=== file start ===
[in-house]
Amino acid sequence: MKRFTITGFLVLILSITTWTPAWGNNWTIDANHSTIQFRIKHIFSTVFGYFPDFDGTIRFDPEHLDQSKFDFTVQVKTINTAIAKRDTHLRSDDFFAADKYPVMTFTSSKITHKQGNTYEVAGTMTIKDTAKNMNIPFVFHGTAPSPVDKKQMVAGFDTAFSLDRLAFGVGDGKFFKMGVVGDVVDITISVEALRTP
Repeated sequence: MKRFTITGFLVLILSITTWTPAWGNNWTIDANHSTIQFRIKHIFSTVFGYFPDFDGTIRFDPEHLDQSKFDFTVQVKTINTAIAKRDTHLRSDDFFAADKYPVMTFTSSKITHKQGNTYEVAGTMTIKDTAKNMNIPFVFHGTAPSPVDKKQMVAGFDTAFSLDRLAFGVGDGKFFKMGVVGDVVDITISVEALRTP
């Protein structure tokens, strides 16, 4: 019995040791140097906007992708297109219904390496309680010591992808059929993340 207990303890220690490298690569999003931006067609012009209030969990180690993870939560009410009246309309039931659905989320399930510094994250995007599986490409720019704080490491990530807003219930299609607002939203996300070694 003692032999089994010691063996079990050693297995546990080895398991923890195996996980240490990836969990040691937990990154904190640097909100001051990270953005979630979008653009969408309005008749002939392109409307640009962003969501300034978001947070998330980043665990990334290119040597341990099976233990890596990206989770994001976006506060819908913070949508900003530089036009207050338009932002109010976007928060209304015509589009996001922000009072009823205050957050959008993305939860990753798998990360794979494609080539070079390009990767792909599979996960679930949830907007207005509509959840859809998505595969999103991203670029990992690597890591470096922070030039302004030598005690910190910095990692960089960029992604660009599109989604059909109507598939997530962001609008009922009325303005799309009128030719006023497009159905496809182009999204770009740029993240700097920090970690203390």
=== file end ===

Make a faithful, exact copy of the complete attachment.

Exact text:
[in-house]
Amino acid sequence: MKRFTITGFLVLILSITTWTPAWGNNWTIDANHSTIQFRIKHIFSTVFGYFPDFDGTIRFDPEHLDQSKFDFTVQVKTINTAIAKRDTHLRSDDFFAADKYPVMTFTSSKITHKQGNTYEVAGTMTIKDTAKNMNIPFVFHGTAPSPVDKKQMVAGFDTAFSLDRLAFGVGDGKFFKMGVVGDVVDITISVEALRTP
Repeated sequence: MKRFTITGFLVLILSITTWTPAWGNNWTIDANHSTIQFRIKHIFSTVFGYFPDFDGTIRFDPEHLDQSKFDFTVQVKTINTAIAKRDTHLRSDDFFAADKYPVMTFTSSKITHKQGNTYEVAGTMTIKDTAKNMNIPFVFHGTAPSPVDKKQMVAGFDTAFSLDRLAFGVGDGKFFKMGVVGDVVDITISVEALRTP
């Protein structure tokens, strides 16, 4: 019995040791140097906007992708297109219904390496309680010591992808059929993340 207990303890220690490298690569999003931006067609012009209030969990180690993870939560009410009246309309039931659905989320399930510094994250995007599986490409720019704080490491990530807003219930299609607002939203996300070694 003692032999089994010691063996079990050693297995546990080895398991923890195996996980240490990836969990040691937990990154904190640097909100001051990270953005979630979008653009969408309005008749002939392109409307640009962003969501300034978001947070998330980043665990990334290119040597341990099976233990890596990206989770994001976006506060819908913070949508900003530089036009207050338009932002109010976007928060209304015509589009996001922000009072009823205050957050959008993305939860990753798998990360794979494609080539070079390009990767792909599979996960679930949830907007207005509509959840859809998505595969999103991203670029990992690597890591470096922070030039302004030598005690910190910095990692960089960029992604660009599109989604059909109507598939997530962001609008009922009325303005799309009128030719006023497009159905496809182009999204770009740029993240700097920090970690203390």